For the past few weeks, the marketing machine has been hard at work convincing everyone to buy the “perfect” gift for Dad. Some of the more interesting and bizarre items I’ve seen hawked are beer-themed knee socks, a beef jerky bouquet, a toaster that does both bun and hot dog at the same time, a can koozie that is a miniature parka, and a spoon engraved with “cereal killer.”

Apparently, Amazon thinks that some dads crave office supplies such as fancy staplers or desk organizers that look like golf bags. Of course, you can find any number of T-shirts, coffee mugs and water bottles with punny slogans, dad jokes or the heartfelt “best dad ever.”

Got a gadget dad? There are apps and gadgets galore, and some of the gadgets even have their own gadgets. They range from electric wine openers, digital meat thermometers, digital tape measures to more digital devices that run all of your other devices.

Categories such as homey dad, bookish dad and handy dad have dozens of “bargains” and “just the right thing” to celebrate Father’s Day.

Now, I’m not knocking any of these gifts. Dads are worthy of our attention and appreciation. But sometimes, less is indeed more: a card made from macaroni and construction paper, the lukewarm child-made pancake breakfast in bed, hanging out in the back yard around the grill, letting him catch a nap while “watching” golf on TV.

Over the years, I gave my dad baked goods, his favorite scotch whiskey (with help from Mom), books of crossword puzzles, always a phone call if I wasn’t in the county, and dozens of silly cards.

Maybe the best gift I could ever give him, however, is that I learned from him, and even better, I retained a lot of it.

Col. Cox left us in 2007 but not a day goes by that I don’t think about or use some bit of wisdom he imparted.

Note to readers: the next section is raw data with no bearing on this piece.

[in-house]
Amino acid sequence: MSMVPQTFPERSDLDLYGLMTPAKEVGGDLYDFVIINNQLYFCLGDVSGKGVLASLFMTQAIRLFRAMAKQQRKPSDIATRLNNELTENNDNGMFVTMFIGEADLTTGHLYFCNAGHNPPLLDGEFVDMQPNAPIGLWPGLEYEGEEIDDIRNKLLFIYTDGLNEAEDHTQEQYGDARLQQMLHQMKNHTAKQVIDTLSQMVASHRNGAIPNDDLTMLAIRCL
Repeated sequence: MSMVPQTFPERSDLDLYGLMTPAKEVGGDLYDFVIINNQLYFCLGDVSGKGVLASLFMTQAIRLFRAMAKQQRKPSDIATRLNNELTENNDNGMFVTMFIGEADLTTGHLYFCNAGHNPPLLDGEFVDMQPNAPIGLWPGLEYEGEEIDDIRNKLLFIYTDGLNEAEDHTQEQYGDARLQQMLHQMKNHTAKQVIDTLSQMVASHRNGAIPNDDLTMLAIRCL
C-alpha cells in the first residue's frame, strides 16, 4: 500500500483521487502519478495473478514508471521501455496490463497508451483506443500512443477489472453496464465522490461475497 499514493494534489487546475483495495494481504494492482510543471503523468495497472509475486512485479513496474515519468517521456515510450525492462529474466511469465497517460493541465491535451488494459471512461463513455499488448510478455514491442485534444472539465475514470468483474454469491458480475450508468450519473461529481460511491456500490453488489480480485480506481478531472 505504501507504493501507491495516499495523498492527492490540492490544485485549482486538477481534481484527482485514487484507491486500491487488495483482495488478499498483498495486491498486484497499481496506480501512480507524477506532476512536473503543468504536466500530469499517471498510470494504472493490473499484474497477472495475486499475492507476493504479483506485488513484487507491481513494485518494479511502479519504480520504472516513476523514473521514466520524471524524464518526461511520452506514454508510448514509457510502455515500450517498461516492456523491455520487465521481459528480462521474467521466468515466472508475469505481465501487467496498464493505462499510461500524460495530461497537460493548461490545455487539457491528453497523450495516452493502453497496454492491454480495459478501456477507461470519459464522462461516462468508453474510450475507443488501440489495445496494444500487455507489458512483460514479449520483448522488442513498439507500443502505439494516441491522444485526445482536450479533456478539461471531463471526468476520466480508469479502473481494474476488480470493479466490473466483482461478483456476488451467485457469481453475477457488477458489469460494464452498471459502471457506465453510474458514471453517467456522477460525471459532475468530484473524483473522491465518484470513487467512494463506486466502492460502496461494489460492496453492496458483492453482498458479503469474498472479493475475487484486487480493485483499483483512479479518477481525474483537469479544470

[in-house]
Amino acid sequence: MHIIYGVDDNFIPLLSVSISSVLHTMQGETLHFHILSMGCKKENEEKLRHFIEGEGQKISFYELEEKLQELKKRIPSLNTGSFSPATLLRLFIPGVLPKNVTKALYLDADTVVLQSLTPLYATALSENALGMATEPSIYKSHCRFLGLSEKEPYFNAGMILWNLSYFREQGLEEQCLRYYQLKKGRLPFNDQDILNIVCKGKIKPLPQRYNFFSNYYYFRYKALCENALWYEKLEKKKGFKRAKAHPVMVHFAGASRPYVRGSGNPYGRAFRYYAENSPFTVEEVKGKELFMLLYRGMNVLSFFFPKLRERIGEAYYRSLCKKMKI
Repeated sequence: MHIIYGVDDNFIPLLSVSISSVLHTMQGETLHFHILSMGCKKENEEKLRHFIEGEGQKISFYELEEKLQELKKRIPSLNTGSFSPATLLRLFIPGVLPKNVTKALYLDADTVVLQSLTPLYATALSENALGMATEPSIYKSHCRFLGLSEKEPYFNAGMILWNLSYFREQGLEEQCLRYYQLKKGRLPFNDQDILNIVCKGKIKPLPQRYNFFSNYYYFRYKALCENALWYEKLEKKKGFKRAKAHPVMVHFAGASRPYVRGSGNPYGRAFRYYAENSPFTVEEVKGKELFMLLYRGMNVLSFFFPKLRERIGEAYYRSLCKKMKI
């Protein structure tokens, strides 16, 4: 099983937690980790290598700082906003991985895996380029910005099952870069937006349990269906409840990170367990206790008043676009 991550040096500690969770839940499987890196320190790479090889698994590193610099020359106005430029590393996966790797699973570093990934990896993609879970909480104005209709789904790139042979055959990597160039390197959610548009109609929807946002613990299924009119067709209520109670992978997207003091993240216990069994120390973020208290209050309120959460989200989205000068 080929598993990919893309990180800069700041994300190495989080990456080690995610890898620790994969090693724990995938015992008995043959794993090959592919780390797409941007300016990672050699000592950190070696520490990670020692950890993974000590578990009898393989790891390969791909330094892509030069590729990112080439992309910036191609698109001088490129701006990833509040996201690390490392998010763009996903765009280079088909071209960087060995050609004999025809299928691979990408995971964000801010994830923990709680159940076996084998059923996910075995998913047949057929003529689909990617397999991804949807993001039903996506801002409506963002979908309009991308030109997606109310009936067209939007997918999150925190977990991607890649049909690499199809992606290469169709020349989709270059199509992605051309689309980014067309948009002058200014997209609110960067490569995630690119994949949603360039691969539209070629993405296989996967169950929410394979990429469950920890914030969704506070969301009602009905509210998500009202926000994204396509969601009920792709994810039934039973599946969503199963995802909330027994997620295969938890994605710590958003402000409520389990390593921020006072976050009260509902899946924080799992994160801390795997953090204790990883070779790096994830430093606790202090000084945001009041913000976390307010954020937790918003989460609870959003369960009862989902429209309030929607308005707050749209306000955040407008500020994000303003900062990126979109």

How to change a tire. How to make the perfect martini – with lemon peel. “Righty-tighty, lefty-loosey.” How to test a steak for doneness. How to mix epoxy. Care and feeding of the 2-cycle lawn mower. How to find the North Star. Tips and tricks on solving crossword puzzles. How to float on my back. The differences between Renoir and Van Gogh, between “Moonlight Sonata” and “Malagueña.” There are so many more.

A few years ago, I needed some dad wisdom and discovered a popular YouTube channel called “Dad, How Do I?” The channel has 4.6 million subscribers and 220 videos so far. I found the channel when I was trying to get a stuck drywall screw out of a stud. It wouldn’t go in or out, even with the power drill.

Of course, I fell down the rabbit hole and watched a bunch of videos. It struck me as I watched his handy tips and dad advice that I was one of the lucky ones. I had an involved, present father, who knew things. In this world, not every dad learned this stuff, or was patient enough to teach, and not every father is involved or present. Sometimes, kids stop talking to their parents, and try as you might, they won’t or can’t listen to you.

In fact, Father’s Day can be difficult for many, fraught with mixed emotions of grief, sorrow, anger, pain or regret. The memories hurt. Or there are no memories at all. If you struggle with the day, for whatever reason, I see you and bid you the strength and serenity to get through it. You are not alone.

And that screw? I took a hacksaw to it, cutting it flush with the wall and then spackled over the spot. Lesson learned: at times, the solution involves power tools and at other times, spackle.

Jay Ann Cox, El Defensor Chieftain Editor